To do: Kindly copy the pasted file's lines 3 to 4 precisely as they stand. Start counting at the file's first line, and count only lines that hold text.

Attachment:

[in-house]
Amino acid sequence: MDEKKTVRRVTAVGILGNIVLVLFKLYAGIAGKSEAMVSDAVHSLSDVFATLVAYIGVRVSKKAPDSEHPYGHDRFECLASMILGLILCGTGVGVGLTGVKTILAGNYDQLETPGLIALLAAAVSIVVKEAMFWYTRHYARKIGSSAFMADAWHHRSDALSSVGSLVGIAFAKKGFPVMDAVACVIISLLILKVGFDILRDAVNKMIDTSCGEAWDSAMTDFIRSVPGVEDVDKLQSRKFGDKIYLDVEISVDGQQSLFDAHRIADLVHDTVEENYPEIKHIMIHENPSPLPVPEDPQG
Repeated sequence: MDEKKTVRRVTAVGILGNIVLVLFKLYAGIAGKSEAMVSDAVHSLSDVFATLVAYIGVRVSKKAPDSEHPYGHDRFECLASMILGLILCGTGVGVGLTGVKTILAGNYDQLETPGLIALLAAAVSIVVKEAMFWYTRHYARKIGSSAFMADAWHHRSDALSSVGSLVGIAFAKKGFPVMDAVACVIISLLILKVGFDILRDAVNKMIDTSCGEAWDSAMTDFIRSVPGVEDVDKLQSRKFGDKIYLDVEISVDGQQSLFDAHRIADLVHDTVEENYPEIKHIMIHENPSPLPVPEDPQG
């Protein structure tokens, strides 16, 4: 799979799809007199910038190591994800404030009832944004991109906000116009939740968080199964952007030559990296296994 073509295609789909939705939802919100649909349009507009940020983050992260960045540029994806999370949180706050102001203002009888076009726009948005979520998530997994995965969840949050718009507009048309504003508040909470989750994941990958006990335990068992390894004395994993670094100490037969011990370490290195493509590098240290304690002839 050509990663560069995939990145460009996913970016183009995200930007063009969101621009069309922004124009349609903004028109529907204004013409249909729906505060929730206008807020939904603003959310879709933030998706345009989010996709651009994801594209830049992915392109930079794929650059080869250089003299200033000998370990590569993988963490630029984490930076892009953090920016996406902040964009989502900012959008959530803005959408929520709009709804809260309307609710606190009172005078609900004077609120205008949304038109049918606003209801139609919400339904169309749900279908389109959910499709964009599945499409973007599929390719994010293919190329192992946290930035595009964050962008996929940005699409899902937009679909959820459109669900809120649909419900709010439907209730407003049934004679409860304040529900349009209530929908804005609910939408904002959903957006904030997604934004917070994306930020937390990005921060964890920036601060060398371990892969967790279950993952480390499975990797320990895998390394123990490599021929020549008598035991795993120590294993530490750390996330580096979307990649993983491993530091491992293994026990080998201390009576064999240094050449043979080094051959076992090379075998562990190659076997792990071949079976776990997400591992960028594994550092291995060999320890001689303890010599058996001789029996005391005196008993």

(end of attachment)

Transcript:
Repeated sequence: MDEKKTVRRVTAVGILGNIVLVLFKLYAGIAGKSEAMVSDAVHSLSDVFATLVAYIGVRVSKKAPDSEHPYGHDRFECLASMILGLILCGTGVGVGLTGVKTILAGNYDQLETPGLIALLAAAVSIVVKEAMFWYTRHYARKIGSSAFMADAWHHRSDALSSVGSLVGIAFAKKGFPVMDAVACVIISLLILKVGFDILRDAVNKMIDTSCGEAWDSAMTDFIRSVPGVEDVDKLQSRKFGDKIYLDVEISVDGQQSLFDAHRIADLVHDTVEENYPEIKHIMIHENPSPLPVPEDPQG
């Protein structure tokens, strides 16, 4: 799979799809007199910038190591994800404030009832944004991109906000116009939740968080199964952007030559990296296994 073509295609789909939705939802919100649909349009507009940020983050992260960045540029994806999370949180706050102001203002009888076009726009948005979520998530997994995965969840949050718009507009048309504003508040909470989750994941990958006990335990068992390894004395994993670094100490037969011990370490290195493509590098240290304690002839 050509990663560069995939990145460009996913970016183009995200930007063009969101621009069309922004124009349609903004028109529907204004013409249909729906505060929730206008807020939904603003959310879709933030998706345009989010996709651009994801594209830049992915392109930079794929650059080869250089003299200033000998370990590569993988963490630029984490930076892009953090920016996406902040964009989502900012959008959530803005959408929520709009709804809260309307609710606190009172005078609900004077609120205008949304038109049918606003209801139609919400339904169309749900279908389109959910499709964009599945499409973007599929390719994010293919190329192992946290930035595009964050962008996929940005699409899902937009679909959820459109669900809120649909419900709010439907209730407003049934004679409860304040529900349009209530929908804005609910939408904002959903957006904030997604934004917070994306930020937390990005921060964890920036601060060398371990892969967790279950993952480390499975990797320990895998390394123990490599021929020549008598035991795993120590294993530490750390996330580096979307990649993983491993530091491992293994026990080998201390009576064999240094050449043979080094051959076992090379075998562990190659076997792990071949079976776990997400591992960028594994550092291995060999320890001689303890010599058996001789029996005391005196008993």